Audi Sport announced the R8, its range-topping model, will enter the 2022 model year with more horsepower. It’s also making relatively small changes to some of the other models in its range, including the RS7 Sportback.
The limited-edition rear-wheel-drive R8 became a regular-production model for the 2021 model year. Much lighter and more accessible than its all-wheel-driving sibling, it’s powered by a naturally-aspirated, 5.2-liter V10 engine whose output increases from 532 horsepower and 398 pound-feet of torque in 2021 to 563 and 406, respectively, for 2022. Mounted behind the passenger compartment, the 10-cylinder spins the rear wheels via a seven-speed dual-clutch automatic transmission. Audi quotes a zero-to-60-mph time of 3.6 seconds for the coupe.
R8 buyers have two new option packages to choose from. The Sport Exhaust package bundles a four-button steering wheel with a Performance driving mode and, as its name implies, a sport exhaust system with black tips. The Dynamic package brings ceramic brakes on both axles, 20-inch wheels, and leather-upholstered racing seats.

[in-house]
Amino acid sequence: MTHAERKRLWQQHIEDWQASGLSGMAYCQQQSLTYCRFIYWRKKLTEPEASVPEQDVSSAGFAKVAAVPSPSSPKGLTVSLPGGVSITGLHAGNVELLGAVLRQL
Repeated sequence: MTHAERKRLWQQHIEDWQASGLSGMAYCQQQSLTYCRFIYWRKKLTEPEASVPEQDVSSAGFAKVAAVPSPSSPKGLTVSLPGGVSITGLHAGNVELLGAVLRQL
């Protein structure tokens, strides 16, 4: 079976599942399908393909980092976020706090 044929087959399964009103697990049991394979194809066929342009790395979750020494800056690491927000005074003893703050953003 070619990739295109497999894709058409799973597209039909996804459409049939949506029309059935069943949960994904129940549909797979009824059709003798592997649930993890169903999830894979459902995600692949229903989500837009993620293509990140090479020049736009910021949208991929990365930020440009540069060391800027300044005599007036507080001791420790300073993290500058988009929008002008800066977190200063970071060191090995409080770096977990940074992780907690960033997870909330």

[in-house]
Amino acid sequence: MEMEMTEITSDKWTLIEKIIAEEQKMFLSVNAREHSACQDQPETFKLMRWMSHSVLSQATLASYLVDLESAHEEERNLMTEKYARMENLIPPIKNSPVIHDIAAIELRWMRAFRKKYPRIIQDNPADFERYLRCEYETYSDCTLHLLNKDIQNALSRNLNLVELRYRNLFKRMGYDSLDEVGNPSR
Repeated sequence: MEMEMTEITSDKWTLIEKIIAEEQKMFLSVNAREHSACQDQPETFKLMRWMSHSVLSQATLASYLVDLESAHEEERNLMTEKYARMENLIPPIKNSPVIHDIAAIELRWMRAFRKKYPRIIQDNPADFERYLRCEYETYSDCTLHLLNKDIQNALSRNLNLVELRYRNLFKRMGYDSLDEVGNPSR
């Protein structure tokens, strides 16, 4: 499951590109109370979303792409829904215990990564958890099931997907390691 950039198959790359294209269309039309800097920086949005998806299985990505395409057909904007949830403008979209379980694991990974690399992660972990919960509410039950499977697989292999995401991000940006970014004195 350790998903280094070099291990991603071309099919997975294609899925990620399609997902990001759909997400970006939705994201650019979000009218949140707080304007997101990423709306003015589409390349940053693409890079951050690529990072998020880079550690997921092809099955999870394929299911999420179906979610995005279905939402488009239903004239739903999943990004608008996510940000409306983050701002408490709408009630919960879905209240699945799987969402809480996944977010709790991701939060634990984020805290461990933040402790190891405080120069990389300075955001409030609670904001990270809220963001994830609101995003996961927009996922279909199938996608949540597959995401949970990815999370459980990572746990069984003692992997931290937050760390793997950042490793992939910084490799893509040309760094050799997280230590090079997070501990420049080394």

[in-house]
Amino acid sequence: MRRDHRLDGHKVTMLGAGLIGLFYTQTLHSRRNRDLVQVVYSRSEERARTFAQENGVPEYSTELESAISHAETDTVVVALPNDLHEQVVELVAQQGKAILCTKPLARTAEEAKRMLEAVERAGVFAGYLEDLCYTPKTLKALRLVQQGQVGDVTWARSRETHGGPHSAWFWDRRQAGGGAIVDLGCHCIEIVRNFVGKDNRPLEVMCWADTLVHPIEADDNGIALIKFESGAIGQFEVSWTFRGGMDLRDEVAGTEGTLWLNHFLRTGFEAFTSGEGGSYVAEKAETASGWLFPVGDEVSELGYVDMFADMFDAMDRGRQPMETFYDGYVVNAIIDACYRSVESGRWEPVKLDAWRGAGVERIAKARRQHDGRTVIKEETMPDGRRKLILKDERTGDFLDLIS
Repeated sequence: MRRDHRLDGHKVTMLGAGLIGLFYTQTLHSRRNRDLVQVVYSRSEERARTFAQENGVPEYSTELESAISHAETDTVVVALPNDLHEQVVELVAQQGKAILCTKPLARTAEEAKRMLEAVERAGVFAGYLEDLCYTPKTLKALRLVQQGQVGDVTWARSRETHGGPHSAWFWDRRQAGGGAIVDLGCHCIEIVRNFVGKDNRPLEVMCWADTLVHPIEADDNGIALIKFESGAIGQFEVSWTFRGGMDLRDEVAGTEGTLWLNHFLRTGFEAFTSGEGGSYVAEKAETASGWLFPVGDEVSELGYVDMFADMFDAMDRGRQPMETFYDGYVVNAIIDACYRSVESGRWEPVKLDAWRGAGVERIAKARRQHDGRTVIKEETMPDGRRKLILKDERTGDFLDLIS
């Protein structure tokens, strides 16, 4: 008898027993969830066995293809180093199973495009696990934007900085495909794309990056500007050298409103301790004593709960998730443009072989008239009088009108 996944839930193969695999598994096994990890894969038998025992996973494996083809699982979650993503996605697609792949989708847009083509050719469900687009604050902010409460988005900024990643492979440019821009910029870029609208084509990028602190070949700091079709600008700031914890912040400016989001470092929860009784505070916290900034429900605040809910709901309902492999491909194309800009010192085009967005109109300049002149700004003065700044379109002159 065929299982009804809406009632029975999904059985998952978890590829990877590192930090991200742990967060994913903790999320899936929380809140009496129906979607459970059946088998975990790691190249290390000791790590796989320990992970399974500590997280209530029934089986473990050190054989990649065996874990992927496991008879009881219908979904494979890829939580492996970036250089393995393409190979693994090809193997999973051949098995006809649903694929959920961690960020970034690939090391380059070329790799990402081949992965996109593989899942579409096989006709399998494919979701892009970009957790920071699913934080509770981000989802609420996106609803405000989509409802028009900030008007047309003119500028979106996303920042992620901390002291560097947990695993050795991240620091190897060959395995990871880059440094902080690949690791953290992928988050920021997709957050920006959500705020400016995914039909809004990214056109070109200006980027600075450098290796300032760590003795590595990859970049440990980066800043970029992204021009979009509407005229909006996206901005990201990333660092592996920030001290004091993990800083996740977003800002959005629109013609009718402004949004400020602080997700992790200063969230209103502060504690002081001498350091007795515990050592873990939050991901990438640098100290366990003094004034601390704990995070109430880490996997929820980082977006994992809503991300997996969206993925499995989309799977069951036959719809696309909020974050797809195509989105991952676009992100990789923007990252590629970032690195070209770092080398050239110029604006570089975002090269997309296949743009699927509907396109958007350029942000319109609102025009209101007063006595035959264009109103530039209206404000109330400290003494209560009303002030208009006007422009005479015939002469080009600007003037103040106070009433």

Audi is not making mechanical modifications to the all-wheel-drive R8, which carries on with a 602-horsepower version of the V10. Moving down in the range, the RS Q8, the RS7 Sportback, the RS6 Avant, plus the coupe and the Sportback versions of the RS5 get an RS-Design appearance package that brings a sportier-looking interior. For example, RS7 buyers get contrast stitching on the seatbelts and Alcantara upholstery, among other accents.
Dynamic Ride Control (DRC) technology is optionally available on the RS6 and the RS7. The RS Q8’s list of standard features grows with the addition of Adaptive Cruise Assist with Traffic Jam Assist and Audi Active Lane Assist, while the extra-cost Executive Package includes Traffic Sign Recognition and Intersection Assist.
What the future holds for the second-generation R8 is up in the air. Audi board member Hildegard Wortmann said “the icons of the past aren’t necessarily the icons of the future,” a statement which casts a big shadow over the V10-powered flagship’s future. And yet, merely building a third-generation R8 on an electric architecture isn’t an option, either. Wortmann stressed the model’s replacement “won’t just be an R8 with an electric motor.”